In the beginning of an interview last week I introduced Ron Conway by saying that pitching him for an investment in your startup is a rite of passage in Silicon Valley. Venture Capitalists Marc Andreessen and David Hornik immediately agreed.
Why is that? Part of it is because Ron is the most prolific angel investor in the business. And also one of the most successful. The sheer volume of deals he’s done over the last 20-30 years, investing in 3-4 startups per month, is staggering. And his hit rate is so high, particularly for the massive win startups, that very few investors can come close to the success rate he’s had.
But a more important reason why he’s the center of startup life in Silicon Valley is the fact that he works so long and so hard at what he does. Ron could have retired long, long ago. But he works harder than most people I know. And most of the time he’s not working for himself. He’s simply helping out other people.
Horowitz gives specific examples of how Ron operates, and says these are the key factors to how Ron does business:
- A ridonkulous work ethic—If Ron’s awake, he’s working. He can be at a party, in his pajamas, or at the Super Bowl. Ron is always on the job and the network is always on.
- Pure motives—Ron does what he does, because he likes helping people succeed in business. He gives most of the money that he earns away to charity, so greed never clouds his vision or his mission. In fact, the investment component is almost an aside to his primary purpose.
- Super human courage—Ron fears no man and he definitely fears no phone call. When you ask Ron for help, you don’t have to wait a week while he warms up a connection. Ron’s network is always on.
- A way of doing business—This is the unspoken key to Ron’s success. He’s not judgmental in the conventional sense, but he acts with extreme prejudice when it comes to the proper way to conduct oneself in a relationship. If you behave below Ron’s standards in this respect, you will not be allowed to participate. As a result, Ron’s social network is a fantastic place to conduct business. Everyone is courteous, timely, and straightforward. Ron gets rid of the friction and enables his business partners to focus on what’s important.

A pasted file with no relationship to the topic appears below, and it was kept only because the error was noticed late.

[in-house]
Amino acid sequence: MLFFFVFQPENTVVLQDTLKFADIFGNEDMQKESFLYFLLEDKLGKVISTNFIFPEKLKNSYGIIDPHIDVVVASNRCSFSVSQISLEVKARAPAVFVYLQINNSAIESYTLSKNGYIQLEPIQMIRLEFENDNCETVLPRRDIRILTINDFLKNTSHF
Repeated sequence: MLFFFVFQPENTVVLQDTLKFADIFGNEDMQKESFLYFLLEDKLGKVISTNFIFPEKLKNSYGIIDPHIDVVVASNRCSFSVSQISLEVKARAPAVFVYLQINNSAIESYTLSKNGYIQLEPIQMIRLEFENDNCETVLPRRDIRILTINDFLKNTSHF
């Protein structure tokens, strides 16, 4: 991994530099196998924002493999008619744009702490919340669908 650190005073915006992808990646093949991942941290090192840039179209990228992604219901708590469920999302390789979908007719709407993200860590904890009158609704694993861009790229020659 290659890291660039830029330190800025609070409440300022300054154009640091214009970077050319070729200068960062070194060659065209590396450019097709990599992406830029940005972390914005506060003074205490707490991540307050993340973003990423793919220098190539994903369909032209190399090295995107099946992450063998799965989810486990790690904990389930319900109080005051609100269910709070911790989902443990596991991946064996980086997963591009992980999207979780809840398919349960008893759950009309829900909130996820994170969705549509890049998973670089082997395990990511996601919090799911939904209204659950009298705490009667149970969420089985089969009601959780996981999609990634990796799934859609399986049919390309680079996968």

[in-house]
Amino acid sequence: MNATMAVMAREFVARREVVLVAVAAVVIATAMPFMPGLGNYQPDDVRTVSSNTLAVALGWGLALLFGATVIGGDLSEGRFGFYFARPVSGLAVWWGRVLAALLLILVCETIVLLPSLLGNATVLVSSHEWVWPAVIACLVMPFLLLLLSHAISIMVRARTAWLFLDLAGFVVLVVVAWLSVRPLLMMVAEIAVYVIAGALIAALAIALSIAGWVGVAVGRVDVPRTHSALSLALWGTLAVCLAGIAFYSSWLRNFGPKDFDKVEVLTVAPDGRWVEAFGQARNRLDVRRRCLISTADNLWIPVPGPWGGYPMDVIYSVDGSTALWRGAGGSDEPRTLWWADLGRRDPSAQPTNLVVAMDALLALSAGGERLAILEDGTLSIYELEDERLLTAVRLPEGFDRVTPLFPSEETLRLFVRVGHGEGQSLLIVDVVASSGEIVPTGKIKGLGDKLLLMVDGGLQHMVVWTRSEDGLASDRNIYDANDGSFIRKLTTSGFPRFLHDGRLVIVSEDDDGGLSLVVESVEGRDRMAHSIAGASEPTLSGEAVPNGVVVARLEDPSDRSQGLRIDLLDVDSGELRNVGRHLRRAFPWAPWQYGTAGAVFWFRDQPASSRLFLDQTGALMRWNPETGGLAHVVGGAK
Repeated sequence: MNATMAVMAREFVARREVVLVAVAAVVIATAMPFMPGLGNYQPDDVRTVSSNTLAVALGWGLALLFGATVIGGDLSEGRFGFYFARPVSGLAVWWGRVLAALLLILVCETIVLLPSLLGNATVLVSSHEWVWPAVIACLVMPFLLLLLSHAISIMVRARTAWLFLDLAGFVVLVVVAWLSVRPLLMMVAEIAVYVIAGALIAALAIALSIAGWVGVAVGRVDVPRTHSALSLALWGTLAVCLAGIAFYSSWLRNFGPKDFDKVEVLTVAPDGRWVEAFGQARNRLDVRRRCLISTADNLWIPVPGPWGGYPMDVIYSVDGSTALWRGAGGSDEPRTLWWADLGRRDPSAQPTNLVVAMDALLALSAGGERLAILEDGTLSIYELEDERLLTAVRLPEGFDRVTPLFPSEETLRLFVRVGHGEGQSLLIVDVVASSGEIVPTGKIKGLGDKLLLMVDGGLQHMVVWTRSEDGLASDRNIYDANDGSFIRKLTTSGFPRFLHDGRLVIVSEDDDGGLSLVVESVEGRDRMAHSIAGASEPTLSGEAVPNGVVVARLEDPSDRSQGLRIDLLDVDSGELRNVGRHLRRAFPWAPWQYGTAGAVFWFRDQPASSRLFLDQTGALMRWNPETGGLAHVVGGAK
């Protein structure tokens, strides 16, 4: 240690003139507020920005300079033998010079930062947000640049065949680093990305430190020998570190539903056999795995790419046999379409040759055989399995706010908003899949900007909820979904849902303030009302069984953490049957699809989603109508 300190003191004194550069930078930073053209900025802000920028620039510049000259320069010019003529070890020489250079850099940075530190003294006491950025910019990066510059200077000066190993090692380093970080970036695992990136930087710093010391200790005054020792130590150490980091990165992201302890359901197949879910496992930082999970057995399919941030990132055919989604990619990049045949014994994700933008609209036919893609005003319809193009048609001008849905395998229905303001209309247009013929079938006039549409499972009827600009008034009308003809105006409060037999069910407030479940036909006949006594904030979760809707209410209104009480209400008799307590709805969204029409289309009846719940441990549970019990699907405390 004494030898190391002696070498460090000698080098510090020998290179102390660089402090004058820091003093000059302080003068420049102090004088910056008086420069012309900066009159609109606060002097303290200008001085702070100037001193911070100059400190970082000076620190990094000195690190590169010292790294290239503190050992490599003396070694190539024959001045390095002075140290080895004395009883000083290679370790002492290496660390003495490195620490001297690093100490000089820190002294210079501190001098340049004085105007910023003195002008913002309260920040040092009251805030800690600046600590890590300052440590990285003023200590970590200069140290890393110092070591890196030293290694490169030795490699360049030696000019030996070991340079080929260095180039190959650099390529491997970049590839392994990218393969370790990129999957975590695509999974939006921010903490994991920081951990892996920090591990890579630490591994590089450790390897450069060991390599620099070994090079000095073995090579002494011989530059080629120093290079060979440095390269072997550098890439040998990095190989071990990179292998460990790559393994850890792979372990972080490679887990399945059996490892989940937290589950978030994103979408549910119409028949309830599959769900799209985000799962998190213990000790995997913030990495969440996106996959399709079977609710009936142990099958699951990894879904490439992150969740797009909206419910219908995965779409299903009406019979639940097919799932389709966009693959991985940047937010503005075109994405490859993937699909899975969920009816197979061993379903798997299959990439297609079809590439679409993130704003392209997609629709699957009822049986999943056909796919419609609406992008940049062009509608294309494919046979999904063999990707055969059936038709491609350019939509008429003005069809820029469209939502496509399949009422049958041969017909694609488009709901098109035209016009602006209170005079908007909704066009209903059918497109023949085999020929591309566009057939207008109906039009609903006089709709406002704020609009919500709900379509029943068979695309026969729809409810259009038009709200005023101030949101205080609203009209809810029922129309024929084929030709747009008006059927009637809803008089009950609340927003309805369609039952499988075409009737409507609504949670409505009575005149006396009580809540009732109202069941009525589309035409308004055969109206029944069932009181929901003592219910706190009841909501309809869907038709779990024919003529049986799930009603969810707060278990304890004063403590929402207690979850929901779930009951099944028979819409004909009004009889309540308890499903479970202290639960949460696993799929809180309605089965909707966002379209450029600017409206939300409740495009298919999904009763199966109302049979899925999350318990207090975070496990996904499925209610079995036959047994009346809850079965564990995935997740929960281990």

I’ve seen Ron “doing business” in this way too many times to count. Just one example: One time he managed to sell a startup to an anxious buyer before his angel investment in the startup closed. Ron got nothing in the deal, and was happy to do it. I once asked him why he wasn’t upset that the company didn’t figure out a way to close his investment before selling. His answer: “The timing didn’t make sense, and it’ll come back to me eventually in goodwill and future deals.”
The truth is I have no idea why Ron continues to work so hard and give so much back to the tech community. But we’re lucky he does, and I hope he keeps on doing it for a long, long time.
If you’re a startup just getting off the ground and you want a serious competitive advantage, you pitch Ron and his team. If he invests you’ve got a force of nature on your side and a real advantage over the startups that he passed on. The real test will come a few years later, once you’ve made it big and your startup is a success. When Ron calls asking for a favor, make sure to take that call. Because it’s the least you can do.